The value of good service.


I have recently been put in the position of assessing value. Not necessarily dollar value, but the value of intangible benefits like service, honesty, loyalty, fairness, empathy and commitment. Is it any wonder that these attributes are often referred to as a person’s or a company’s values?

After over fifty years of life, if there is one thing I have learned. There is great value in being true to your values. I have seen mentors and colleagues, competitors and rivals come and go, but the sole constant has been those people who have embraced their values and remained aligned with them, no matter the cost in dollars. I have seen many exchange personal values for the value of a dollar, the value of celebrity, the value of “winning,” often with unanticipated longer term costs. Today, I choose not to alter our core values for the sake of today’s fashion.

When I chose to leave the security of a traditional job and found a company, the calculation of intangible social values was part of the business planning process. Call it idealistic, but I wanted to run a company that valued people over profit. Not to say that profit is not essential. We define the three E’s of sustainability as Environment, social Equity and Economics. Without all three being in balance, nothing is being sustained. The economy is the value “ceiling” I am bumping my head up against today. I have found that the personal and social values of my company compete with our economic value. Competition in our industry is harsh; the price tag for what we do is high. The emotional quotient of what we provide is often off the charts for many of our customers. Buying decisions are sometimes based on little or no information about the person with whom you will be doing business. Competitors will use every trick in the book to win the business, and I must ask myself if I want to let them define the rules of engagement. Am I satisfied with what business comes my way based on our company’s core values? Is the business economically sustainable if I continue to rank our core values higher than the need to compete? Do our customers and potential customer share our core values and are they important enough to them to be part of their buying decision? Tough questions without easy answers, and yet they must be addressed.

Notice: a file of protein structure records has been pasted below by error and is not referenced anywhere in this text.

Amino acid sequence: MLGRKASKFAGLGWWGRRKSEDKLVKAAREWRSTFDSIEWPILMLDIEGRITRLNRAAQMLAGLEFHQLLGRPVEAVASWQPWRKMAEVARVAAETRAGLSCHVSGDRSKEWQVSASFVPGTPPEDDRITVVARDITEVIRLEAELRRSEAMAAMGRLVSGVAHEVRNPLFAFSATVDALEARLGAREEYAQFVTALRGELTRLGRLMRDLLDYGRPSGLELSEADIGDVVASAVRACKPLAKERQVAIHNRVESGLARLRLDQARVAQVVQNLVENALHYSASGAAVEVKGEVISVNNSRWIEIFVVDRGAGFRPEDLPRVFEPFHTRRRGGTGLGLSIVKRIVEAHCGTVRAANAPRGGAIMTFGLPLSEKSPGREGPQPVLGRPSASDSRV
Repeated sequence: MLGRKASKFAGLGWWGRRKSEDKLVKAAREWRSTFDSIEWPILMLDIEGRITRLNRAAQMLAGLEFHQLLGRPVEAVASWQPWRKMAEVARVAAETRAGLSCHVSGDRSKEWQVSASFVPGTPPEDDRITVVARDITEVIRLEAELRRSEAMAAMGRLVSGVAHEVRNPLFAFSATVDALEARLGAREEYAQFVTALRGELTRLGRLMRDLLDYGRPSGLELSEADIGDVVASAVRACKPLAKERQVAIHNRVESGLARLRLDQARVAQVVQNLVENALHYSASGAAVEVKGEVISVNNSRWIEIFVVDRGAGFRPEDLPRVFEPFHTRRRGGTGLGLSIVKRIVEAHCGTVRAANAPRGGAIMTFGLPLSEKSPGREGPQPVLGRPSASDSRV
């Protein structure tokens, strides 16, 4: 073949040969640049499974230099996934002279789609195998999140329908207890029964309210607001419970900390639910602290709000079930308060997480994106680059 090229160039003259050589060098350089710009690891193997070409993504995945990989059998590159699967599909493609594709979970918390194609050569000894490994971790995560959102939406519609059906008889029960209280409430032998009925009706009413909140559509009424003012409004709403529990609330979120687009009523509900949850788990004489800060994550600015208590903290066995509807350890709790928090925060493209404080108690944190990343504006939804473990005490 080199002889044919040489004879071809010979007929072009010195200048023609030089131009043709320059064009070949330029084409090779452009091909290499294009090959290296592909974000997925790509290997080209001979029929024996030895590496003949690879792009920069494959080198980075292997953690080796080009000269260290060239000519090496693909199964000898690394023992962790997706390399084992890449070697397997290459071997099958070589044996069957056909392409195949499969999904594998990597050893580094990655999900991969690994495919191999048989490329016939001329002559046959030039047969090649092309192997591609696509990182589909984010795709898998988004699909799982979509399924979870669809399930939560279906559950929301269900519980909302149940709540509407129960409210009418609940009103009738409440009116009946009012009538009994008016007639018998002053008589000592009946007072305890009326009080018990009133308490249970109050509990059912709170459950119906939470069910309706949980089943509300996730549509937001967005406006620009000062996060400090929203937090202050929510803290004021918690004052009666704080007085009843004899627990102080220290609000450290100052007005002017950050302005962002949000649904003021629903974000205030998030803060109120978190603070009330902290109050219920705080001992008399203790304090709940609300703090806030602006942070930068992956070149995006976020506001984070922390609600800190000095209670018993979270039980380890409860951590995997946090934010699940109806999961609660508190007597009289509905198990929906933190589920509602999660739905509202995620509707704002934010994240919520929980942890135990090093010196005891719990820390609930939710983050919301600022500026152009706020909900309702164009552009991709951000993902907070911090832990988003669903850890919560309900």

It is much easier to speak of our core values. The value of service; in our industry, it is essential. Yet who defines good service? We are traditionalists. If a customer barely notices our staff’s role in their successful event, then we have provided exceptional service. Exceptional service does not mean saying “yes” to everything. When we receive a gratuity for our service, we know we have delivered on our promise. Some competitors take the decision out of the customers’ hands and add a “service charge” to their proposal. We believe that it is essential that this feedback mechanism remain in the hands of the customer, and not be assumed as rightful compensation. Yet for those customers who do not share this value, our position is confusing at best and an opportunity to bypass an additional cost at worst. In spite of this, we value our staff and pay a wage that takes this into consideration, sometimes adding a gratuity for their efforts from our own pockets.